TrackVia’s survey revealed that Citizen Developers are more ambitious, more likely to grow in their careers and more like to earn more money. In short, the Citizen Developers are the alpha-dogs, the most likely to succeed.

Expected Promotions in Next 12 Months

Citizen Developers Move Up Career LadderFifty-three percent of Citizen Developers expect a promotion within the coming year compared to only 40 percent of non-Citizen Developers.

In addition, Citizen Developers were more likely to report having received a promotion recently. More than half of Citizen Developers reported having already been promoted versus 42 percent of non-Citizen Developers.

Moreover, Citizen Developers are much more likely to negotiate their salary when they join a company, with more than 50 percent negotiating their salary compared to only 40 percent of non-Citizen Developers.



Citizen Developers expect technology freedom

Citizen Developers best understand their software and application needs and expect IT to give them the freedom to use the best tools available on the market. Seventy-three percent of Citizen Developers expect to be able to modify and customize their work computer or laptop by adding software and applications whenever needed. For the non-Citizen Developer community, slightly more than half (54 percent) have the same expectation.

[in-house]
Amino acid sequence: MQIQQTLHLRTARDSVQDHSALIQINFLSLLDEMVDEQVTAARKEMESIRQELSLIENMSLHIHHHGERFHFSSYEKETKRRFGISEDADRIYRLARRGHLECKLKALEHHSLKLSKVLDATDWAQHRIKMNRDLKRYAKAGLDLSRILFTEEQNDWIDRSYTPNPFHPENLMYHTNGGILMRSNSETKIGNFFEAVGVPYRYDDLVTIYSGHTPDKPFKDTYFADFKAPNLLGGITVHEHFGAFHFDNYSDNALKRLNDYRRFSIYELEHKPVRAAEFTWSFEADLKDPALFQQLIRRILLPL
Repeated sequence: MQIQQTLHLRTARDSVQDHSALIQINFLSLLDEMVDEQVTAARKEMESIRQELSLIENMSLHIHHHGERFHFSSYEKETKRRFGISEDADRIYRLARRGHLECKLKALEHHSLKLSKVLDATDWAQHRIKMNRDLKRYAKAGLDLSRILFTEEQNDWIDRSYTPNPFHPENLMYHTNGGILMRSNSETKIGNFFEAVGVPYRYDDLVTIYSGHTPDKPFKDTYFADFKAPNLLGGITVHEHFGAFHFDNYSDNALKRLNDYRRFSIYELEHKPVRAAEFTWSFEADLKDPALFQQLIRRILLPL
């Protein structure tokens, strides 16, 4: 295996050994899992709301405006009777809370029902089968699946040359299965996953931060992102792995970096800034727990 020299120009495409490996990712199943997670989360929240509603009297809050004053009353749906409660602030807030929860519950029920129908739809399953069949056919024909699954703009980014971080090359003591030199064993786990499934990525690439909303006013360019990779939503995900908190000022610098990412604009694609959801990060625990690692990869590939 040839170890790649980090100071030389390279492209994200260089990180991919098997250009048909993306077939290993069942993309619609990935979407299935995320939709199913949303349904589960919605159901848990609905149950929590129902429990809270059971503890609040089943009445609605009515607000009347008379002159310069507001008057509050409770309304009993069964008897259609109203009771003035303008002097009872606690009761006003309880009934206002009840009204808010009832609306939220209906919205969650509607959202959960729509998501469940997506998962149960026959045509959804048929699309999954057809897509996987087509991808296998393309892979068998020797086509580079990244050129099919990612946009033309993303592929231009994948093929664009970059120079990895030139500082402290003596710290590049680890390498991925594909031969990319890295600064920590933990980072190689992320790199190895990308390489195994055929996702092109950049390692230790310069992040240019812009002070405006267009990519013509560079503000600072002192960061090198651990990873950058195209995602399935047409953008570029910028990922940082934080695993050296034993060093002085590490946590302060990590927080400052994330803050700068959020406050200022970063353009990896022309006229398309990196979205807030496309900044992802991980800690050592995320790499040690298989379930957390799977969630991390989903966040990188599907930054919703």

Also signifying that they know their own needs, Citizen Developers feel that they should have the freedom to choose the software and applications they use as part of their daily work. More than half of Citizen Developers say they are most qualified to make this choice, instead of IT or their manager.

Expectations for Customizing Work Computer and Laptop

Citizen Developers are less likely to engage with IT

Find Solutions Outside of IT/Citizen Developers' Communication PreferencesNon-Citizen Developers rely more on IT and management to choose their applications, with slightly more than one-third feeling as though the company, and not themselves, are the most qualified to make technology decisions.

Nearly two-thirds of Citizen Developers will go around IT to find technology solutions. Less than 40 percent of non-Citizen Developers are willing to find solutions by going around IT.


Citizen Developers crave collaboration

In addition to career ambitions, Citizen Developers also have preferences for how they communicate.

While nearly two-thirds of Citizen Developers prefer in-person communication with colleagues, they also demonstrate a preference for digital collaboration including email, chat and texting.

This research aligns with the idea that Millennials crave collaboration and team-based projects that include the opportunity to network and work side-by-side with coworkers at all levels, as well as through digital tools.

The Citizen Developer is open, collaborative and keeps an eye on the overall ‘big picture’ of the business, and will use a variety of tools to get the job done.


Citizen Developers are more likely to use personal apps at work

Use of Personal Apps in Workplace

When it comes to using technology, Citizen Developers are less likely to distinguish personal apps used in their personal lives from professional apps used in their work lives.

More than 56 percent of Citizen Developers reported using personal apps at work. Only 28 percent of non-Citizen Developers use personal apps at work.

This mindset also applies to technology devices. More than 70 percent of Citizen Developers use their own mobile devices at work compared to 50 percent of non-Citizen Developers.